Water lapped at the hull of the barge as Golan stepped out.

  “Well, my friend. This is where we must part.” Golan bent down and wiped off the bloody blade in a clump of tall grasses.

  Slumped in the boat, Harwood remained mute and unresponsive. Blood gushed from his slit throat.

  “No parting words?” Golan shrugged, then threw back his head and laughed.

  He shoved the dagger inside his belt and headed across the moist ground toward the small hamlet in search of a horse. A huge grin of satisfaction spread across his face. God, he could not wait to see the surprise on the dastardly pair’s faces when he confronted them. He would see the couple dead without a bit of remorse. Excitement quivered inside him, and pleasure coiled tight in his belly at the thought of it.

  Chapter Twenty-Seven

  Rose kept her gaze trained forward, seeking any signs of a settlement. Her lips moved in prayer, begging and beseeching the Lord to keep her son safe. But secretly she feared He would not hear her prayer for she had yet to confess her sin of adultery.

  Yet she could not give up hope or give in to despair. She would not burden Rand’s confidence with the doubts that beset her.

  In the distance, a faint glow shone through the dissipating fog. “Is that a light?”


  She pointed to the left. “Over there,” she said excitedly. “Do you see it?”

  “Aye. Now I do. It looks like…torches, two of them.” Rand guided the cob toward the lights. It was not long before they came upon the eight-foot-high stone walls enclosing the Hospital of St. John without the North Gate, and its adjoining chapel and bell tower.

  Directly across from the hospital soared the forty-foot-high wall protecting the northern approach to the town of Chester.

  A gate about six feet wide appeared in the wall before the hospital, flanked by two torches. Rand threw his leg over the neck of his horse and jumped down. Then he reached up and grabbed her beneath the arms and lifted her down.

  She stared up at him, eyes wide, breathless, heart pounding. Though it was dark, the glow from the torches cast a golden light upon his head like a halo. Her very own earthly guardian angel. “What now?”

  Rand stared back at the closed gate, then back to her protruding belly. “When I ring the bell for admittance, if the gatekeeper shows any reluctance to admit us, faint as though you are too weak to walk.” Rand reached over and pulled the bell string on the right side of the gate.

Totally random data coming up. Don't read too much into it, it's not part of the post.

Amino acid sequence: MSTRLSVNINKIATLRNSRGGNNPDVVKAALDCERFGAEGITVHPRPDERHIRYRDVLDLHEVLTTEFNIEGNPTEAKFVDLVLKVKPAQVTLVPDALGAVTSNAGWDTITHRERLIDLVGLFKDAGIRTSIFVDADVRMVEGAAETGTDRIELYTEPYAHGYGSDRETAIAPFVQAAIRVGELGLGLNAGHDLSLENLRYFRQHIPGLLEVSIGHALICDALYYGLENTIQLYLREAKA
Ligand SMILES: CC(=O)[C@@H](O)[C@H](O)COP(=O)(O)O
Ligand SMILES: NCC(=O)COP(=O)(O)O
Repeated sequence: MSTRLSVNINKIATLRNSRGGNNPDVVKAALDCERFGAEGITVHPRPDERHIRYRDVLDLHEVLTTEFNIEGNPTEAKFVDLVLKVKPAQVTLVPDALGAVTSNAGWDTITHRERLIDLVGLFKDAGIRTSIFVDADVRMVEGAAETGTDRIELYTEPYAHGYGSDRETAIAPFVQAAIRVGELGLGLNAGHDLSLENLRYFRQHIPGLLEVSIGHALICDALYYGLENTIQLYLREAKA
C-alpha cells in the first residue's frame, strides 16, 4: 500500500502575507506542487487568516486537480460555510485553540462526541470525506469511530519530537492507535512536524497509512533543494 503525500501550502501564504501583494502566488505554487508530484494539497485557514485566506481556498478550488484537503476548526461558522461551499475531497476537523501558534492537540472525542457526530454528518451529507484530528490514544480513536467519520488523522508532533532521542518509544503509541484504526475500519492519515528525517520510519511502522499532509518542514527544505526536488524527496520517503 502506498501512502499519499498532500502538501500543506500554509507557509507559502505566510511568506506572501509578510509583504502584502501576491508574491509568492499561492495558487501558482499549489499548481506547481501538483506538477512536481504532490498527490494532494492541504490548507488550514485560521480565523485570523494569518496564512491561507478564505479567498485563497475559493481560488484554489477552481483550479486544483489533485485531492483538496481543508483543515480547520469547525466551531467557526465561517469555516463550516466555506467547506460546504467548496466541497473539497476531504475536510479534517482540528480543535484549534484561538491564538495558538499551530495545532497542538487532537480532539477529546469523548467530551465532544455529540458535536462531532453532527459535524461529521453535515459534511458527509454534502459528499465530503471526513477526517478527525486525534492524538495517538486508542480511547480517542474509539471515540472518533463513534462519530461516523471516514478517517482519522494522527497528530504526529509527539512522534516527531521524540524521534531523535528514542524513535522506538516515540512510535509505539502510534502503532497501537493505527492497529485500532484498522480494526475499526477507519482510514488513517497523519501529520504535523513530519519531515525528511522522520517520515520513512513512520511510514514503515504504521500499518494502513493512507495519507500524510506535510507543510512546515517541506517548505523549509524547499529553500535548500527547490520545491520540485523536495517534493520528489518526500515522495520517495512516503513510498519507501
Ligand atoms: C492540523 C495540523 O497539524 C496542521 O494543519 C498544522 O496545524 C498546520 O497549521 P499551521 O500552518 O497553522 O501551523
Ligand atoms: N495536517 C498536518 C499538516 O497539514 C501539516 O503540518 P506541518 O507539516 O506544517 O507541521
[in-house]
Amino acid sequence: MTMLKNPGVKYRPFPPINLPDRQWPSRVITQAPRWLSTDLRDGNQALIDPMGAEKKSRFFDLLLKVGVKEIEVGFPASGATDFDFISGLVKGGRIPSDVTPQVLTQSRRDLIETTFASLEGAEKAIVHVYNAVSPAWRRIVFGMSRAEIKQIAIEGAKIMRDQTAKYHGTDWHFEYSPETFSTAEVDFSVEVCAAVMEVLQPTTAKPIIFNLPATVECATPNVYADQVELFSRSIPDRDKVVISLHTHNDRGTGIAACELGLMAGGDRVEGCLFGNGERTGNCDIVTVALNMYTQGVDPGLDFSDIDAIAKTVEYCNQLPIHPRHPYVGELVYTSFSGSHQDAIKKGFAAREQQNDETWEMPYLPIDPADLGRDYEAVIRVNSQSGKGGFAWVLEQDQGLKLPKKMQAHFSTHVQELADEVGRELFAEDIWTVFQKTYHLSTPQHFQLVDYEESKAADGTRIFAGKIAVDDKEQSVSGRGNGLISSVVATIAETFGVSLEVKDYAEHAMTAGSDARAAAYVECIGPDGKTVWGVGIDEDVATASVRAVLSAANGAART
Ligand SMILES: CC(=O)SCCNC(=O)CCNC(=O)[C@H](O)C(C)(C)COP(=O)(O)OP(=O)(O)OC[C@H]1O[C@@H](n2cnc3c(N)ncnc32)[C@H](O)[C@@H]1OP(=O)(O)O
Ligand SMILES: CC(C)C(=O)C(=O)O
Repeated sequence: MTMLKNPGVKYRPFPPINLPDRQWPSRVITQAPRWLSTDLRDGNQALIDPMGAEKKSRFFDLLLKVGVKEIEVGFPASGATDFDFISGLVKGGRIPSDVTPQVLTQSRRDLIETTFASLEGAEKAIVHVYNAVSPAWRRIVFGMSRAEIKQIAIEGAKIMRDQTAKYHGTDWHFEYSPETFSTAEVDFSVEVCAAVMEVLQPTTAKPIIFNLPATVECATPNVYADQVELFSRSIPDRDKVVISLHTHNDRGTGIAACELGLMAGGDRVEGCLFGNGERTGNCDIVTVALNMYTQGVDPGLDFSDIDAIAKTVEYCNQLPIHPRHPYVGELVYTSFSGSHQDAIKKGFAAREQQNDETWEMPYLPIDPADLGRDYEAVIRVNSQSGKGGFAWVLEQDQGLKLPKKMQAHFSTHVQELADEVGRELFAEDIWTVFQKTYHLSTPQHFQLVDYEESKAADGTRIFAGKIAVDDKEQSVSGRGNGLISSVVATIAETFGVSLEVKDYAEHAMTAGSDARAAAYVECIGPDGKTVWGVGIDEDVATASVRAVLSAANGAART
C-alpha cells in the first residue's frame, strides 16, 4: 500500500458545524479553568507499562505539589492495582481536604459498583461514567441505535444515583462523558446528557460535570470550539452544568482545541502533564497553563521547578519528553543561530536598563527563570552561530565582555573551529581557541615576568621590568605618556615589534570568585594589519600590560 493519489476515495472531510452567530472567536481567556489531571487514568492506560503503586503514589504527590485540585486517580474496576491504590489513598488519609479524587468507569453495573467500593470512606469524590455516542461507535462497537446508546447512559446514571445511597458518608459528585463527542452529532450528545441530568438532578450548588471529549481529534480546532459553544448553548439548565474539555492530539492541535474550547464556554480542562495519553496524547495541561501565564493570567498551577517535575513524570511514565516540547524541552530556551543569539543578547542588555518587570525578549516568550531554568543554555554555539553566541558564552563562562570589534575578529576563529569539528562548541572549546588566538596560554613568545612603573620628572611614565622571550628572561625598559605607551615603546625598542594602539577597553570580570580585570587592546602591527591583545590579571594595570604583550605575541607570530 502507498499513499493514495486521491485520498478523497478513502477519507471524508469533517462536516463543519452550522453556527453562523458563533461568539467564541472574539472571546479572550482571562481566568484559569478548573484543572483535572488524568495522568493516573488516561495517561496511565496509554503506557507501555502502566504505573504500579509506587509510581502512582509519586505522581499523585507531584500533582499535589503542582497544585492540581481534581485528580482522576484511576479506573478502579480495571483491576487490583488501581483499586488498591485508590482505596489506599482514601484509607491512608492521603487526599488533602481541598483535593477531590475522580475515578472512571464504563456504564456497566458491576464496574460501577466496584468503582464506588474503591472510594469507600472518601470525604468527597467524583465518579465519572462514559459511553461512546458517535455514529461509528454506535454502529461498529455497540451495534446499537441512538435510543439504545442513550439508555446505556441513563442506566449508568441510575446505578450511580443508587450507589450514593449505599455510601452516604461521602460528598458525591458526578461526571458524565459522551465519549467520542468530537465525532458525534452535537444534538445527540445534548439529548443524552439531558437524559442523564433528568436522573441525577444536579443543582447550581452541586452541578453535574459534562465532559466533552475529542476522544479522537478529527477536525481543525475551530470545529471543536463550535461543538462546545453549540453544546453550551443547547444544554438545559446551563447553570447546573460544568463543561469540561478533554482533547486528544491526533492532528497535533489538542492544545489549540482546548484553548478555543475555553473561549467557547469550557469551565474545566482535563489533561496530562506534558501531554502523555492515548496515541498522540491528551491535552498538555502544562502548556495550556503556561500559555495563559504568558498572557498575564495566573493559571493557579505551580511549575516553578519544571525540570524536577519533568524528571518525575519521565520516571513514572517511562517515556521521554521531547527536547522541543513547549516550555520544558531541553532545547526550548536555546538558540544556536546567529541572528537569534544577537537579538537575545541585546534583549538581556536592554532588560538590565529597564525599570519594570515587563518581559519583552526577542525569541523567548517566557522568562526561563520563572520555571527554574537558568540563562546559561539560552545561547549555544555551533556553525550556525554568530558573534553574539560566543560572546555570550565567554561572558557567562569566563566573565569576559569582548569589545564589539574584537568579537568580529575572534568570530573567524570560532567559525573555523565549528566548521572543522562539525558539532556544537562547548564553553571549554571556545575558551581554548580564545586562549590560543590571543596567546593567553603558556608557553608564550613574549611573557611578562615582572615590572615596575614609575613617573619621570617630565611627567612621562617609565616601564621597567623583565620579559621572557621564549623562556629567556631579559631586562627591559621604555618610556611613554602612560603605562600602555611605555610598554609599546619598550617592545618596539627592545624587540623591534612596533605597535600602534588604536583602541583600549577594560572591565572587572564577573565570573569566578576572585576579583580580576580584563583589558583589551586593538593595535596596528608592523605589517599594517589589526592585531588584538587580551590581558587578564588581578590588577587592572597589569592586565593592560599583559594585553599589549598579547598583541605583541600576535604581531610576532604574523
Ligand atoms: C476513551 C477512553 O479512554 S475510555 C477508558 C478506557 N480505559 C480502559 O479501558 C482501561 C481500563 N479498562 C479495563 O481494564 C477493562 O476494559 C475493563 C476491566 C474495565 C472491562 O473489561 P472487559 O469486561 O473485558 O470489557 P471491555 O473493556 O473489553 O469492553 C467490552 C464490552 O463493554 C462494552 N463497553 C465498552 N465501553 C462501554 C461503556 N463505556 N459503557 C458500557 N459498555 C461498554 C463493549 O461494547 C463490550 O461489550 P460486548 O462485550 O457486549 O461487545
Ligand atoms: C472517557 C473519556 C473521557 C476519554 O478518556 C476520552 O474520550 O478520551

It rang loudly in the consuming silence.

  Holding the cob’s reins in his right hand, he embraced Rose’s shoulders with his opposite arm. Bending to her ear, he continued, whispering, “If that does not work, I shall have to resort to more…drastic measures to gain entrance.”

  Rose, pressed against his left side, felt the hard imprint of his sword and scabbard.

  A sharp scraping of iron reverberated in her ears. A wrinkled face peeked through a small square opening in the door, grumpily inquiring, “Who’s there?”

  Rand could just make out the black and white veil and wimple of a nun. “Good sister, may my wife and I seek hospitality for the night? I fear she is in a bad way. We have journeyed long and were unable to find lodging before nightfall.”

  When the woman hesitated, mumbling under her breath, Rose slumped gracefully in his arms. Rand caught her behind her knees and lifted her up cradling her like a baby.

  The heavy wood bar screeched as it was shoved up. Soon a small door big enough for a person to pass thro
ugh swung open. “Mercy,” the nun said, scowling, “why did you not say your wife was in such dire need of care?”

  Grateful the ruse worked, Rand did not point out that he had warned the nun of Rose’s “condition.” He shifted Rose higher in his arms and ducked as he passed through the low door. He followed the nun across the small courtyard and entered the porch. Rand had a brief view of the infirmary’s vaulted chamber on his left before the nun picked up a branch of candles on a table by the door. Her strides swift, she turned right and headed down a long corridor. Their footsteps padded across the tile floor, while flames in lit torches flickered as they passed by, creating interesting shadows on the red sandstone walls.

  Rose felt as light as a bolster and just as soft in his arms. Her fingers twined in the hair at his nape. She gazed up at him, her blue eyes fathomless; a deep sensation of connection and certainty to do whatever was necessary to save their son passed between them. No words were necessary.